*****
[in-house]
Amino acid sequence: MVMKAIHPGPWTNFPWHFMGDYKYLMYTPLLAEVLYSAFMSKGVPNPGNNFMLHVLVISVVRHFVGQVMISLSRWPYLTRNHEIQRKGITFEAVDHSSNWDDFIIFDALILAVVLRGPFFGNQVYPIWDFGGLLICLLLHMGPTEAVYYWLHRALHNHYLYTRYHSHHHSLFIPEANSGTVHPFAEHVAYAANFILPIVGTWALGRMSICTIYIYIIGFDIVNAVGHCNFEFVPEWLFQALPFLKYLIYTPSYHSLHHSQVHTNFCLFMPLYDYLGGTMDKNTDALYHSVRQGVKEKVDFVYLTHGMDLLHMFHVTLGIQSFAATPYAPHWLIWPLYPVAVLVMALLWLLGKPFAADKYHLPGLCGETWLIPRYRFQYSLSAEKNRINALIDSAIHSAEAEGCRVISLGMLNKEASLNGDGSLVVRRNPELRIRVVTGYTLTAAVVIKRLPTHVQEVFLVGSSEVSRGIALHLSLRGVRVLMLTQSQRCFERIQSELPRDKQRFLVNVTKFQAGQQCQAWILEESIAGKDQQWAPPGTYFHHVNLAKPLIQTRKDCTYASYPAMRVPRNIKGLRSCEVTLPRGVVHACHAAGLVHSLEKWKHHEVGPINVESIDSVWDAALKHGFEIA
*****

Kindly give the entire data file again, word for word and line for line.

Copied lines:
[in-house]
Amino acid sequence: MVMKAIHPGPWTNFPWHFMGDYKYLMYTPLLAEVLYSAFMSKGVPNPGNNFMLHVLVISVVRHFVGQVMISLSRWPYLTRNHEIQRKGITFEAVDHSSNWDDFIIFDALILAVVLRGPFFGNQVYPIWDFGGLLICLLLHMGPTEAVYYWLHRALHNHYLYTRYHSHHHSLFIPEANSGTVHPFAEHVAYAANFILPIVGTWALGRMSICTIYIYIIGFDIVNAVGHCNFEFVPEWLFQALPFLKYLIYTPSYHSLHHSQVHTNFCLFMPLYDYLGGTMDKNTDALYHSVRQGVKEKVDFVYLTHGMDLLHMFHVTLGIQSFAATPYAPHWLIWPLYPVAVLVMALLWLLGKPFAADKYHLPGLCGETWLIPRYRFQYSLSAEKNRINALIDSAIHSAEAEGCRVISLGMLNKEASLNGDGSLVVRRNPELRIRVVTGYTLTAAVVIKRLPTHVQEVFLVGSSEVSRGIALHLSLRGVRVLMLTQSQRCFERIQSELPRDKQRFLVNVTKFQAGQQCQAWILEESIAGKDQQWAPPGTYFHHVNLAKPLIQTRKDCTYASYPAMRVPRNIKGLRSCEVTLPRGVVHACHAAGLVHSLEKWKHHEVGPINVESIDSVWDAALKHGFEIA